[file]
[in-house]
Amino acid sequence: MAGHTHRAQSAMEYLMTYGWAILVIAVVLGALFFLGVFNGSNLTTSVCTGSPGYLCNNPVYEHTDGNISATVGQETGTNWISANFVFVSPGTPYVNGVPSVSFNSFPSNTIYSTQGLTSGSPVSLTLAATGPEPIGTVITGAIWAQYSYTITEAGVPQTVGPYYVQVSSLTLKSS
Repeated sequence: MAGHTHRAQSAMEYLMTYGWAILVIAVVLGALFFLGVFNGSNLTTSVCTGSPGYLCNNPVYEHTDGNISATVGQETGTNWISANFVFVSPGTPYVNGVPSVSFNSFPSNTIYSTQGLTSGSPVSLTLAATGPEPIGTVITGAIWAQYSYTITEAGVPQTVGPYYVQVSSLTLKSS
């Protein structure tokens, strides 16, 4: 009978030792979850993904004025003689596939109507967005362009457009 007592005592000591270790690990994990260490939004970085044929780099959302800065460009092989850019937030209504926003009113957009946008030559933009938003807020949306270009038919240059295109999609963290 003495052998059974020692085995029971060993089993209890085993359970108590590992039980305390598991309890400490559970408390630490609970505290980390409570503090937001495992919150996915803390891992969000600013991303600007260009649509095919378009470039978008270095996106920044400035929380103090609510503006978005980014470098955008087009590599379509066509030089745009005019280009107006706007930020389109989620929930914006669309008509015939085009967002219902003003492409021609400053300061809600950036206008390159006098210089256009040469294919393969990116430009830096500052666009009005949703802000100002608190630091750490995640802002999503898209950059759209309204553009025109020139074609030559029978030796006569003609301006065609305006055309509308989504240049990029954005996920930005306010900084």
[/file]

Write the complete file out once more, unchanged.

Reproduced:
[in-house]
Amino acid sequence: MAGHTHRAQSAMEYLMTYGWAILVIAVVLGALFFLGVFNGSNLTTSVCTGSPGYLCNNPVYEHTDGNISATVGQETGTNWISANFVFVSPGTPYVNGVPSVSFNSFPSNTIYSTQGLTSGSPVSLTLAATGPEPIGTVITGAIWAQYSYTITEAGVPQTVGPYYVQVSSLTLKSS
Repeated sequence: MAGHTHRAQSAMEYLMTYGWAILVIAVVLGALFFLGVFNGSNLTTSVCTGSPGYLCNNPVYEHTDGNISATVGQETGTNWISANFVFVSPGTPYVNGVPSVSFNSFPSNTIYSTQGLTSGSPVSLTLAATGPEPIGTVITGAIWAQYSYTITEAGVPQTVGPYYVQVSSLTLKSS
């Protein structure tokens, strides 16, 4: 009978030792979850993904004025003689596939109507967005362009457009 007592005592000591270790690990994990260490939004970085044929780099959302800065460009092989850019937030209504926003009113957009946008030559933009938003807020949306270009038919240059295109999609963290 003495052998059974020692085995029971060993089993209890085993359970108590590992039980305390598991309890400490559970408390630490609970505290980390409570503090937001495992919150996915803390891992969000600013991303600007260009649509095919378009470039978008270095996106920044400035929380103090609510503006978005980014470098955008087009590599379509066509030089745009005019280009107006706007930020389109989620929930914006669309008509015939085009967002219902003003492409021609400053300061809600950036206008390159006098210089256009040469294919393969990116430009830096500052666009009005949703802000100002608190630091750490995640802002999503898209950059759209309204553009025109020139074609030559029978030796006569003609301006065609305006055309509308989504240049990029954005996920930005306010900084």